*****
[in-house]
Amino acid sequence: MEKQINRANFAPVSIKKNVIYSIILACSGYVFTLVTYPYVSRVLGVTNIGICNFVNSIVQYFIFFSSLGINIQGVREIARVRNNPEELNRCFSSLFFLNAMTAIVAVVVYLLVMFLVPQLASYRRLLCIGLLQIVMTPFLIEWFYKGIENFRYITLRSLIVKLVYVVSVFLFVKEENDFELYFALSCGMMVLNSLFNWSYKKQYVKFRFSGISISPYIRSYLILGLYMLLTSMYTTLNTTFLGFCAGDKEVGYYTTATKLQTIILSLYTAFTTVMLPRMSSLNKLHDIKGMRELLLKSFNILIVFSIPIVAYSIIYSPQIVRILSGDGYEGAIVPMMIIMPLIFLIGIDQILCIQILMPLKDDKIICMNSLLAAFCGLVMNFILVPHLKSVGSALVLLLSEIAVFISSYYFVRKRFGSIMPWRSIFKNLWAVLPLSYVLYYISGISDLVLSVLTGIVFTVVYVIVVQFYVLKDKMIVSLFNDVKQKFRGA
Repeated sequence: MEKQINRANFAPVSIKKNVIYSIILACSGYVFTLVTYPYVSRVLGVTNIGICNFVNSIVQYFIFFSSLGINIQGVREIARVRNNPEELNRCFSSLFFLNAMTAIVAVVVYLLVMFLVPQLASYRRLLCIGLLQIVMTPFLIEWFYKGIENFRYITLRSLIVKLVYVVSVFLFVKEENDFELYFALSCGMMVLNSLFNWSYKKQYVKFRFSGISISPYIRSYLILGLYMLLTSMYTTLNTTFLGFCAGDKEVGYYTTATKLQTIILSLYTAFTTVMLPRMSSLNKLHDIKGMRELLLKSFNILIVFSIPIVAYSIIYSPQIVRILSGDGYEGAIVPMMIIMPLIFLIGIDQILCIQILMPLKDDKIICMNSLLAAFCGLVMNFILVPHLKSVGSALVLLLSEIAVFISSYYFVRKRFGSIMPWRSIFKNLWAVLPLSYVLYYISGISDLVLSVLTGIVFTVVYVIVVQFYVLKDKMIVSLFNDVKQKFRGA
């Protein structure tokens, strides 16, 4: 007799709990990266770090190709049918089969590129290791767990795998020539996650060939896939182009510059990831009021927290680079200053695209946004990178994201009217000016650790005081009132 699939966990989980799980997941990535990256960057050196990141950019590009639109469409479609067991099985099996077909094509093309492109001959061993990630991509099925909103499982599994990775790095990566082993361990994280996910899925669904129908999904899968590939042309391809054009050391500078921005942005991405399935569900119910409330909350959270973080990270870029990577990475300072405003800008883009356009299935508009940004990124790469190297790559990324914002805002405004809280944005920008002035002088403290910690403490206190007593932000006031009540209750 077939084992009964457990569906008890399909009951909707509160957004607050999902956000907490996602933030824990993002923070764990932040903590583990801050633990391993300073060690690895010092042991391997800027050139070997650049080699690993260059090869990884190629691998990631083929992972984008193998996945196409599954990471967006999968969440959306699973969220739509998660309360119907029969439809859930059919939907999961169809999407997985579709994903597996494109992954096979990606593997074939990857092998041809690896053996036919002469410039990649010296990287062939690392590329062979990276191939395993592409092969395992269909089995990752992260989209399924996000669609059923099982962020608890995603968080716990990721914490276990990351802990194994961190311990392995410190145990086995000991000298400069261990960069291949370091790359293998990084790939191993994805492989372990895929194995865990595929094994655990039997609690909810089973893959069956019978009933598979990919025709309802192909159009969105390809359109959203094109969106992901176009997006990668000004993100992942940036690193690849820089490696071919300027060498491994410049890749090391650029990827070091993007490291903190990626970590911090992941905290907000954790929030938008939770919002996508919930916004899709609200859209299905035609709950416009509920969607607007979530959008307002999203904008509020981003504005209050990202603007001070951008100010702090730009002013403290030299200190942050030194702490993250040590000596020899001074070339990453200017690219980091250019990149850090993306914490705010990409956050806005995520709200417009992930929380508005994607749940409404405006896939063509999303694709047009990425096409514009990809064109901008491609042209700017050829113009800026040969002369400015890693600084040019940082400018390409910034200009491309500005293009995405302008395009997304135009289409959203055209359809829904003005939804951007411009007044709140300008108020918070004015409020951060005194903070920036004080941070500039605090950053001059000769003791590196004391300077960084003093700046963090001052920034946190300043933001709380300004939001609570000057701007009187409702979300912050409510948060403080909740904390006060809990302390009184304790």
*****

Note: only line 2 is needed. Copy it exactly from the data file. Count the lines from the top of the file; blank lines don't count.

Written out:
Amino acid sequence: MEKQINRANFAPVSIKKNVIYSIILACSGYVFTLVTYPYVSRVLGVTNIGICNFVNSIVQYFIFFSSLGINIQGVREIARVRNNPEELNRCFSSLFFLNAMTAIVAVVVYLLVMFLVPQLASYRRLLCIGLLQIVMTPFLIEWFYKGIENFRYITLRSLIVKLVYVVSVFLFVKEENDFELYFALSCGMMVLNSLFNWSYKKQYVKFRFSGISISPYIRSYLILGLYMLLTSMYTTLNTTFLGFCAGDKEVGYYTTATKLQTIILSLYTAFTTVMLPRMSSLNKLHDIKGMRELLLKSFNILIVFSIPIVAYSIIYSPQIVRILSGDGYEGAIVPMMIIMPLIFLIGIDQILCIQILMPLKDDKIICMNSLLAAFCGLVMNFILVPHLKSVGSALVLLLSEIAVFISSYYFVRKRFGSIMPWRSIFKNLWAVLPLSYVLYYISGISDLVLSVLTGIVFTVVYVIVVQFYVLKDKMIVSLFNDVKQKFRGA